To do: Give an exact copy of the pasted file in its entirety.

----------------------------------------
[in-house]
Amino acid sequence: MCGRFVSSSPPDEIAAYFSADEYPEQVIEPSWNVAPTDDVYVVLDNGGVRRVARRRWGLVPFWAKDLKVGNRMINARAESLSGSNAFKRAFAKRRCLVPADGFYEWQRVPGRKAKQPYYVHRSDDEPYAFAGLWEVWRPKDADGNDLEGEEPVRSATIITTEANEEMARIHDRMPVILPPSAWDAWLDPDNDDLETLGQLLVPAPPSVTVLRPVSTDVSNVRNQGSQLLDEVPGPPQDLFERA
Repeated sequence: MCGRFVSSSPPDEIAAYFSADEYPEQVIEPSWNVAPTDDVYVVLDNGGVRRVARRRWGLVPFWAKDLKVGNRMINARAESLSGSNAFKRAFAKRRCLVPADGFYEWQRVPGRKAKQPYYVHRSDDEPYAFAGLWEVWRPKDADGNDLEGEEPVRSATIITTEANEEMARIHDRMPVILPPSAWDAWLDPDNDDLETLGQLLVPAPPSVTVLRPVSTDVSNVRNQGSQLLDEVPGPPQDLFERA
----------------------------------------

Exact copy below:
[in-house]
Amino acid sequence: MCGRFVSSSPPDEIAAYFSADEYPEQVIEPSWNVAPTDDVYVVLDNGGVRRVARRRWGLVPFWAKDLKVGNRMINARAESLSGSNAFKRAFAKRRCLVPADGFYEWQRVPGRKAKQPYYVHRSDDEPYAFAGLWEVWRPKDADGNDLEGEEPVRSATIITTEANEEMARIHDRMPVILPPSAWDAWLDPDNDDLETLGQLLVPAPPSVTVLRPVSTDVSNVRNQGSQLLDEVPGPPQDLFERA
Repeated sequence: MCGRFVSSSPPDEIAAYFSADEYPEQVIEPSWNVAPTDDVYVVLDNGGVRRVARRRWGLVPFWAKDLKVGNRMINARAESLSGSNAFKRAFAKRRCLVPADGFYEWQRVPGRKAKQPYYVHRSDDEPYAFAGLWEVWRPKDADGNDLEGEEPVRSATIITTEANEEMARIHDRMPVILPPSAWDAWLDPDNDDLETLGQLLVPAPPSVTVLRPVSTDVSNVRNQGSQLLDEVPGPPQDLFERA